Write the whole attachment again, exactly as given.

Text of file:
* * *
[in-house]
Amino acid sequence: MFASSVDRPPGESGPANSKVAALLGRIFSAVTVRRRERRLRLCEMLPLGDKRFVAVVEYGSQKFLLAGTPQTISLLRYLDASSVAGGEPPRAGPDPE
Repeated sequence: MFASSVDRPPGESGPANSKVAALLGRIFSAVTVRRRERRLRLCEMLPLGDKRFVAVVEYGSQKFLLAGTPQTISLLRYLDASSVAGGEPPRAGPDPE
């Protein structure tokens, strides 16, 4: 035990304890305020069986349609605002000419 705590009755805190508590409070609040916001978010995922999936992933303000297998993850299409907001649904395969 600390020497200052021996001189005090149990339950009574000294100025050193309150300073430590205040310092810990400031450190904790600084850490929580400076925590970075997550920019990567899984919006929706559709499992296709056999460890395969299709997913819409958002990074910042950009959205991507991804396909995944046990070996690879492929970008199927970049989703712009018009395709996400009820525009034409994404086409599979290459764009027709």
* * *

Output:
[in-house]
Amino acid sequence: MFASSVDRPPGESGPANSKVAALLGRIFSAVTVRRRERRLRLCEMLPLGDKRFVAVVEYGSQKFLLAGTPQTISLLRYLDASSVAGGEPPRAGPDPE
Repeated sequence: MFASSVDRPPGESGPANSKVAALLGRIFSAVTVRRRERRLRLCEMLPLGDKRFVAVVEYGSQKFLLAGTPQTISLLRYLDASSVAGGEPPRAGPDPE
């Protein structure tokens, strides 16, 4: 035990304890305020069986349609605002000419 705590009755805190508590409070609040916001978010995922999936992933303000297998993850299409907001649904395969 600390020497200052021996001189005090149990339950009574000294100025050193309150300073430590205040310092810990400031450190904790600084850490929580400076925590970075997550920019990567899984919006929706559709499992296709056999460890395969299709997913819409958002990074910042950009959205991507991804396909995944046990070996690879492929970008199927970049989703712009018009395709996400009820525009034409994404086409599979290459764009027709």